I like my leading ladies savage and snarky, and I’m not sure any character is more savage and snarky than Reggie.  Watching her navigate the ridiculousness of her life is so worth your time.  The thing I liked most about her is that, while she lashes out, she really does have a heart.  She cannot overcome her innate goodness, even when spewing venom.  Now, this is an unflinching look at depression. If you have never had it, you will walk away understanding exactly how it feels.  If you have, I think you will recognize the black hole.  But what really makes this book amazing is that it is also a look at life getting better.  It isn’t a fairy tale. Things aren’t perfect or quick, but there is a light at the end of the tunnel.  So, don’t skip it just because you don’t want to read something depressing.  This book is so much more.  While the language and situations are frequently mature,  I think it will speak more to my high school students about the unbreakable human spirit and believing in the good things life has to offer.  I’m adding it to my classroom library wish list.  Grades 10+.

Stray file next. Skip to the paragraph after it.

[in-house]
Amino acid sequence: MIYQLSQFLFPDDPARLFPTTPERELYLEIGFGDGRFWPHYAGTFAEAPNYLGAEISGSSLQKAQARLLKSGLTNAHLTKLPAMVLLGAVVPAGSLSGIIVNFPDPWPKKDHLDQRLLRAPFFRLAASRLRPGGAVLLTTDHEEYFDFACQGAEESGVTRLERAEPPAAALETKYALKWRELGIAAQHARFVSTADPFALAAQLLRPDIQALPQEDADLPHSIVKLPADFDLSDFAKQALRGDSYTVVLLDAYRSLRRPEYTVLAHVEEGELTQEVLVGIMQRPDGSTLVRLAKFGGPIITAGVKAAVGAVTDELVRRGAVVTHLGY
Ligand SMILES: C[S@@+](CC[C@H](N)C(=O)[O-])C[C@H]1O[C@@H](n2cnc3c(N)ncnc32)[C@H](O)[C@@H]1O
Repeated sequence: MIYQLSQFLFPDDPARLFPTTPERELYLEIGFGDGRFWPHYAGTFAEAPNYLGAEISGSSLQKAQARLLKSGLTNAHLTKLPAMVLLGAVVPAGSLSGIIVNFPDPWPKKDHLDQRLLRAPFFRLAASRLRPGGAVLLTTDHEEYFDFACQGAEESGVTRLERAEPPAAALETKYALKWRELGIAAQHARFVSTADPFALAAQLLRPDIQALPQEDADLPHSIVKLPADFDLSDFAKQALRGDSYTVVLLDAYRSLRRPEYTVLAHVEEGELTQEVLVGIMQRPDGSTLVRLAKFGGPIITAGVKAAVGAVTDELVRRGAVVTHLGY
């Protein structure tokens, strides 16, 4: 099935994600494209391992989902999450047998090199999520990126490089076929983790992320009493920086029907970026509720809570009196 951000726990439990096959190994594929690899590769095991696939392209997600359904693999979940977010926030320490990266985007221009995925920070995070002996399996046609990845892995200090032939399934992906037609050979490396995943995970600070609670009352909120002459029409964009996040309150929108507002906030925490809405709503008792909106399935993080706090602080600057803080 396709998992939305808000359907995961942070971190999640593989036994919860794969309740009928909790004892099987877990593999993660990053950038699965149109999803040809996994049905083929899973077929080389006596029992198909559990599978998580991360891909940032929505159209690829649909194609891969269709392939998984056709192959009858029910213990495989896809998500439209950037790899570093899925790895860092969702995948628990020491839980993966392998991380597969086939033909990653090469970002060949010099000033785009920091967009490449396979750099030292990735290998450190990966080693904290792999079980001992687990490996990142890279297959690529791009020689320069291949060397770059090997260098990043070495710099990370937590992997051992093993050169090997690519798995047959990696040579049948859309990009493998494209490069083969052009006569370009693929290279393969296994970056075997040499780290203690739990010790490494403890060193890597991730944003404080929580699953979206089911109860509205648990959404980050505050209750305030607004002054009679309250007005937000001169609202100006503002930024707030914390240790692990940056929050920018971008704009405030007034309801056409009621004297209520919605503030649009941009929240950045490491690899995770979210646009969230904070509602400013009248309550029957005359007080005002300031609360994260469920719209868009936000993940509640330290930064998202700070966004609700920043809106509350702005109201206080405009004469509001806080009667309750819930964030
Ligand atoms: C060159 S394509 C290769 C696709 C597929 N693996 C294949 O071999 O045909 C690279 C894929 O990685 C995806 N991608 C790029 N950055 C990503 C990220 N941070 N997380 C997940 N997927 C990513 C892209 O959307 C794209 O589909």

I received an ARC from the publisher via NetGalley in exchange for an honest review.

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The Only Thing Worse Than Me is You

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The Only Thing Worse Than Me is You

Every snarky geek girl needs a copy of this book.  Actually, every snarky girl needs a copy of this book, even if they don’t have the credentials to be considered a geek girl. Why?  Because this author gets it right – she has to be one of us, or at the very least, a friend of one of us.

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Goodreads Summary

Trixie Watson has two very important goals for senior year: to finally save enough to buy the set of Doctor Who figurines at the local comic books store, and to place third in her class and knock Ben West–and his horrendous new mustache that he spent all summer growing–down to number four.